tion shifted among the SG-PARPs during stress conditions;
similar to PARP-13.1, there was no change in PARP-12 modifi-
cation, whereas PARP-5a and PARP-15 modifications were
reduced (Figure S3D). These results suggest a possible shift in
PARP activity from auto-modification to modification of stress
targets, including Ago1-4, TIA-1, G3BP1, and PARP-13 family
PARP-13 Family Members Are pADPr-Modified
by Other SG-PARPs
The pADPr modifications attached to PARP-13 proteins are not
due to auto-ADP-ribosylating activities because PARP-13.1’s
PARP domain is inactive in vitro and PARP-13.2 lacks
a PARP domain (Kleine et al., 2008). To determine which
PARPs modify PARP-13, we examined the catalytic activity of
each SG-PARP. GFP-tagged SG-PARPs were purified by
immunoprecipitation from either unstressed or stressed cells
(PARP-1 serves as a positive control), and the immunoprecipi-
tates were washed twice with buffer containing high salt
(450 mM NaCl) and then divided into equal aliquots for ADP-
ribosylating activity (Figures 4A and S4A). As expected,
PARP-1 and PARP-5a demonstrated auto-poly(ADP-ribosylat-
ing) activities, as shown by the mobility shifts above their
respective molecular weights (asterisks in Figure 4A). On the
other hand, PARP-12 and PARP-15 exhibited mono(ADP-ribo-
sylating) activities, as demonstrated by single radioactive
bands at their respective molecular weights. Consistent with
their lack of active PARP domains, significant amounts of radio-
activity were not associated with PARP-13.1 or PARP-13.2.
Interestingly, PARP-12 and PARP-15 samples also contained
single bands of radioactivity near the expected mobility of
endogenous PARP-13.1 (circle) and PARP-13.2 (triangle).
Similar results were observed from stress conditions (data not
shown). These results suggest that PARP-12 and PARP-15
could be part of complexes that modify PARP-13 family
members even in high salt conditions.
To determine whether SG-PARPs bind to and modify one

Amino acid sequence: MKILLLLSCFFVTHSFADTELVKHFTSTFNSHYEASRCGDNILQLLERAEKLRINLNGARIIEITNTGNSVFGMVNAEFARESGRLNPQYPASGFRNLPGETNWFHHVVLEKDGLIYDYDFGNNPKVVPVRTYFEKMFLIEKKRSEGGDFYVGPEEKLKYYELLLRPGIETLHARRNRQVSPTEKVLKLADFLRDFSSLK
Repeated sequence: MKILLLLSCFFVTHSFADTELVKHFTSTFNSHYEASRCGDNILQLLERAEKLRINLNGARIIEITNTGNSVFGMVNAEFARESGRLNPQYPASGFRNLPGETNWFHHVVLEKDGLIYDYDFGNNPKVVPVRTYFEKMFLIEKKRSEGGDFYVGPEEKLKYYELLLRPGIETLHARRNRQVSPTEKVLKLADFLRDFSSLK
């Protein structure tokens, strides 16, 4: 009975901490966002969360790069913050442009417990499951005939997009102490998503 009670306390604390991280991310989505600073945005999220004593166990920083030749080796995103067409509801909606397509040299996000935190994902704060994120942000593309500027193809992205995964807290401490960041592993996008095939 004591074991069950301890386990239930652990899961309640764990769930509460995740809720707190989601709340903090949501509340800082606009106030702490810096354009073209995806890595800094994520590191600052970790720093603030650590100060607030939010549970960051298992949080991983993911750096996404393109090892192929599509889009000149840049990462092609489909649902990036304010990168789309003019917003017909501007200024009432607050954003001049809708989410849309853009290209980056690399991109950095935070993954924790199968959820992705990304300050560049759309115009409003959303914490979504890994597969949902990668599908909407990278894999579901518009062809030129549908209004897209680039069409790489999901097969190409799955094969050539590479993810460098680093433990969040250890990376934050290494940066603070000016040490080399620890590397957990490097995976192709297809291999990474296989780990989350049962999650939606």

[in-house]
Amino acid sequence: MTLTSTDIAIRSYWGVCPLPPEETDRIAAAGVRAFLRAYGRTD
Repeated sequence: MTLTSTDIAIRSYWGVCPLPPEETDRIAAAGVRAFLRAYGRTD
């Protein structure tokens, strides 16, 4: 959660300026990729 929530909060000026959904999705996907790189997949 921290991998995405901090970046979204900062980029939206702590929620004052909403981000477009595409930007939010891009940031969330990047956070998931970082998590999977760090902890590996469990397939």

another, the binding interactions between different PARPs
were analyzed in the immunoprecipitates. Samples were
analyzedeither byimmunoblot(Figure 4B)or massspectrometry
(LC-MS/MS) (Figure S4B). Both endogenous PARP-13 isoforms
were detected in immunoprecipitates from PARP-12, -13.1,
-13.2, and -15 by both methods. The interaction between
PARP-13.1 and PARP-13.2 confirms that both isoforms function
as a complex (Law et al., 2010). In comparison, the associations
of PARP-5a and both PARP-13 isoforms are relatively weak,
because they were only detected by immunoblot but not by
mass spectrometry. However, the association with PARP-13 is
specific with these PARPs because it was not observed with
the negative control, GFP (Figure 4B). Interestingly, we also
observed an association between PARP-12 and PARP-5a.
Figure 4. PARP-13 Family Members Are Poly(ADP-Ribosylated) by
(A) In vitro ADP-ribosylating assay for PARP-1, -5a, -12, -13.1, -13.2, and -15.
HeLa S3 cells were transfected with individual GFP-tagged SG-PARPs, and
GFP-PARP immunoprecipitates were washed twice with 450 mM NaCl, then
once with 150 mM NaCl. The immunoprecipitates were incubated with 0, 25,
50, 100, or 200 mM NAD+(with 1/175-fold of P32-labeled NAD+) at 16?C for
Asterisks indicate the position of the corresponding GFP-tagged SG-PARPs;
(B) Western blots of the immunoprecipitates from (A) were probed with PARP-
5a, -12, and -13 (antibodies for PARP-15 are not good for detecting endoge-
nous protein). Immunoprecipitates from cells transfected with GFP were used
as a negative control.
(C) HeLa S3 cells were transfected with GFP-tagged Ago2 and cells either
treated with (+) or without (?) 20 nM pateamine A for 30 min. Untransfected
cells treated with 20 nM pateamine A were used as a negative control (ø). The
cytoplasmic lysates were immunoprecipitated with anti-GFP and washed
thrice with cytoplasmic lysis buffer. The input and immunoprecipitates were
probed with antibodies against PARP-1, -5a, -12, and -13. See also Figure S4.
RNA Regulation by Cytoplasmic PARPs
494 Molecular Cell 42, 489–499, May 20, 2011 ª2011 Elsevier Inc.
Therefore, it seems likely that individual PARPs associate with
other PARPs and account for their respective ADP-ribosylating
activities in vitro and in cells.
In light of these findings, we re-examined whether Ago2 binds
to other SG-PARPs. GFP-Ago2 was immunoprecipitated from
either unstressed or stressed cells and probed for individual
between GFP-Ago2 and PARP-5a and PARP-12, in addition to
PARP-13, in both unstressed and stressed cells. No such asso-
ciation was observed for the nuclear PARP-1. Such association
of Ago2 with catalytically active PARPs is consistent with the
in vitro ADP-ribosylating activities observed in GFP-Ago2 immu-
noprecipitates (Figure S1H).
Knockdown of Glycohydrolase PARG Alleviates
Because pADPr modification is dynamically regulated by PARP
and PARG activities, we next examined the effect of miRNA
activity upon knocking down PARG. PARG knockdown results
in an increase in pADPr modification on endogenous Ago2 (Fig-
ure 5A) and a ?5-fold decrease in miRNA-mediated repression
(Figures 5B and S5A). Thus, similar to stress conditions, an
Figure 5. PARG Knockdown Alleviates miRNA-Mediated Repression and miRNA-Directed Cleavage
(A) pADPr modification levels of endogenous Ago2 in HeLa S3 cells transfected with 25 nM control siRNA or siPARG for 48 hr. Asterisk indicates where Ago2
migrated. Shown are western blots for Ago2, PARG, and tubulin.
(B) 293T cells were transfected with 25 nM control siRNA or siPARG for 72 hr. Relative fold repression was measured as in Figure 3A; n = 3.